Buying Advice: Can You Keep It Under $100,000?

If you love technology, there’s hardly an option on the list you wouldn’t want to have. The base price of $87,175 can climb past $100,000 without much effort, capping at somewhere around $110,000, depending on whether you pop for, say, level-two leather upholstery.

If that sounds pricy, perhaps the three-year lease would work better, at $1,500 a month after a $10,000 upfront payment. When you build a low-volume car (Mercedes sold 16,036 S models here last year and hopes to sell 20,000 to 25,000 of the new model), it’s harder to amortize costs. Still, we suspect the wizards of Stuttgart will eventually have to rethink pricing on items that are near-commodity, such as satellite radios, Bluetooth modules, backup cameras, keyless entry fobs ($1,100), and side blinds ($700). Mercedes notes that a similarly equipped, outgoing S500 cost $650 more.

Our must-have list would include the technical wizardry of Distronic Plus, Active Body Control, Night View Assist, Multicontour Front Seats with the hot and cold option, and Dynamic Rear View Monitor (the backup camera). We’d add Sirius radio for long trips and the iPod adapter. We’re not sure keyless entry is worth $1,100 on its own, but you need it to get parking sonar, in case you don’t go for Distronic Plus with its parking radar. Mercedes says buyer interest focuses on the Premium 2 package (heated and cooled front seats, satellite radio, Parktronic sonar parking, and Keyless Go, $2,850), along with Night View Assist).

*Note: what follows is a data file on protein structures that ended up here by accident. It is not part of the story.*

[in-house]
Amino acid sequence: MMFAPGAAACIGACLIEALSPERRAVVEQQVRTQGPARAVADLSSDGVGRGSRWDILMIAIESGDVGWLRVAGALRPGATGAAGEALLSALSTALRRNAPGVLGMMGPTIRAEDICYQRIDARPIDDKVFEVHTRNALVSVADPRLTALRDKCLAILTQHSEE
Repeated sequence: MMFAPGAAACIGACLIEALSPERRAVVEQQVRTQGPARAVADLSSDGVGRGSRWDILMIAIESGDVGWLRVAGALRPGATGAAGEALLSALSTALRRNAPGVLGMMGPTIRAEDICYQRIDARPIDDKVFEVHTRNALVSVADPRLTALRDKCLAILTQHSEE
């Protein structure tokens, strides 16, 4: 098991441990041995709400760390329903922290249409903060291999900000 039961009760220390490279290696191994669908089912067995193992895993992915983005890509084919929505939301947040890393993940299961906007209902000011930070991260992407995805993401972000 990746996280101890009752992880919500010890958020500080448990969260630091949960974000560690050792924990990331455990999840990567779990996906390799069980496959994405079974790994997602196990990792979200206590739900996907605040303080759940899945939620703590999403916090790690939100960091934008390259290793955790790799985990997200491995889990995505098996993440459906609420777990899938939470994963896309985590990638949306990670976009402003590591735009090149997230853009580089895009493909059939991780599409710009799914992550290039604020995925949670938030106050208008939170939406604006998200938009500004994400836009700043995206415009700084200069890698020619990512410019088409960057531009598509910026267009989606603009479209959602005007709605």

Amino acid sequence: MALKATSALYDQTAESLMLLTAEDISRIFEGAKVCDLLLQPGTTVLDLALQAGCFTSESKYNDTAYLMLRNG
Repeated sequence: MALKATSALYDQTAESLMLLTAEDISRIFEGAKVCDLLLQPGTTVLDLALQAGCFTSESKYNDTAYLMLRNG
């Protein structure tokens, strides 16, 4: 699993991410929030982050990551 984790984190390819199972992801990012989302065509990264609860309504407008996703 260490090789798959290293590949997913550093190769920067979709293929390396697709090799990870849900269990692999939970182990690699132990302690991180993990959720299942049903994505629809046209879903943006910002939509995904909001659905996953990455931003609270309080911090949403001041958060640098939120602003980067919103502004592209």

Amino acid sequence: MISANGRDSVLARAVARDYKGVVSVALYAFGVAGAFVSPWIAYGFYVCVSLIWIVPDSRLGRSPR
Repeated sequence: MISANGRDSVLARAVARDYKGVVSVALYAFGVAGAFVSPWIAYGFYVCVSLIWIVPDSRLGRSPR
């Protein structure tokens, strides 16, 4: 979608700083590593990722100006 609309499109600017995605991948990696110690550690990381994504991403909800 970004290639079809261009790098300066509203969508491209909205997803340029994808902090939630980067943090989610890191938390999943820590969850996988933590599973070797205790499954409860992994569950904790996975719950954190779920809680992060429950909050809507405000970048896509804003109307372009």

If the back seat occupants are important or self-important, add the panorama sunroof, individual rear climate control, side window sun blinds, maybe the premium rear seats, and, if available, back-seat DVD. We could pass on the wood/leather steering wheel (northerners should get the heated wheel instead) and the ultra-premium leather (the base leather is awesome enough). If you’re carrying around anyone but responsible adults, think twice about the savanna/cashmere interior (a color, not a fabric), because it shows dirt in about an hour. Otherwise, you’ll need a second carpet mat to protect your carpet mat.

As to the “should I buy” question, here’s the simple answer: If you love technology, love a great car, and took home $200K-plus last year, the S-Class trumps the competition. It’s a great car and, not surprisingly for a technology-laden device, the advantage often accrues to the most recent product to ship. That’s the 2006 S-Class. Go ahead, write the check.

Copyright © 2006 Ziff Davis Media Inc. All Rights Reserved. Originally appearing in TechnoRide.